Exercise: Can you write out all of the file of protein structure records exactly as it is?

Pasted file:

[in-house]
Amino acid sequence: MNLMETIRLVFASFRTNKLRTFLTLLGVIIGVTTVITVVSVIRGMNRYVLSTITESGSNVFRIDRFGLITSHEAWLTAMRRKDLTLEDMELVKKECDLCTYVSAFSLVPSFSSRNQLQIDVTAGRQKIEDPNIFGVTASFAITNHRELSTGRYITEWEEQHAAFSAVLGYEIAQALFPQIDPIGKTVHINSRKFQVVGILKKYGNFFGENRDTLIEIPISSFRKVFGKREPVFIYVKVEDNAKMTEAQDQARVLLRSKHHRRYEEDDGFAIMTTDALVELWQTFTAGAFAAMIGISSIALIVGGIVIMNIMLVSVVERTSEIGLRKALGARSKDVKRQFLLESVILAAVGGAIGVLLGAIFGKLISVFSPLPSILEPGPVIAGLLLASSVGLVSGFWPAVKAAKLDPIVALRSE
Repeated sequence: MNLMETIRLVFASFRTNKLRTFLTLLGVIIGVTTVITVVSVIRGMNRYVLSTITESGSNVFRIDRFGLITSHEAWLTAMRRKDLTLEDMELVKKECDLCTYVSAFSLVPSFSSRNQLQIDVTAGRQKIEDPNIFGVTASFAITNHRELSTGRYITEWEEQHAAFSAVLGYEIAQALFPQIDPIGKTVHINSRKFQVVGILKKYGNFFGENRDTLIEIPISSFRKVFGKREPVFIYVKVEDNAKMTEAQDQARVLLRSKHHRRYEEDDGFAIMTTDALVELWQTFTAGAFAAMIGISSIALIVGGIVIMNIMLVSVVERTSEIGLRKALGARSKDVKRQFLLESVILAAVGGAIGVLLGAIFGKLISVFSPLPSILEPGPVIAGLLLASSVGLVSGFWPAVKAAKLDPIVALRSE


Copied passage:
[in-house]
Amino acid sequence: MNLMETIRLVFASFRTNKLRTFLTLLGVIIGVTTVITVVSVIRGMNRYVLSTITESGSNVFRIDRFGLITSHEAWLTAMRRKDLTLEDMELVKKECDLCTYVSAFSLVPSFSSRNQLQIDVTAGRQKIEDPNIFGVTASFAITNHRELSTGRYITEWEEQHAAFSAVLGYEIAQALFPQIDPIGKTVHINSRKFQVVGILKKYGNFFGENRDTLIEIPISSFRKVFGKREPVFIYVKVEDNAKMTEAQDQARVLLRSKHHRRYEEDDGFAIMTTDALVELWQTFTAGAFAAMIGISSIALIVGGIVIMNIMLVSVVERTSEIGLRKALGARSKDVKRQFLLESVILAAVGGAIGVLLGAIFGKLISVFSPLPSILEPGPVIAGLLLASSVGLVSGFWPAVKAAKLDPIVALRSE
Repeated sequence: MNLMETIRLVFASFRTNKLRTFLTLLGVIIGVTTVITVVSVIRGMNRYVLSTITESGSNVFRIDRFGLITSHEAWLTAMRRKDLTLEDMELVKKECDLCTYVSAFSLVPSFSSRNQLQIDVTAGRQKIEDPNIFGVTASFAITNHRELSTGRYITEWEEQHAAFSAVLGYEIAQALFPQIDPIGKTVHINSRKFQVVGILKKYGNFFGENRDTLIEIPISSFRKVFGKREPVFIYVKVEDNAKMTEAQDQARVLLRSKHHRRYEEDDGFAIMTTDALVELWQTFTAGAFAAMIGISSIALIVGGIVIMNIMLVSVVERTSEIGLRKALGARSKDVKRQFLLESVILAAVGGAIGVLLGAIFGKLISVFSPLPSILEPGPVIAGLLLASSVGLVSGFWPAVKAAKLDPIVALRSE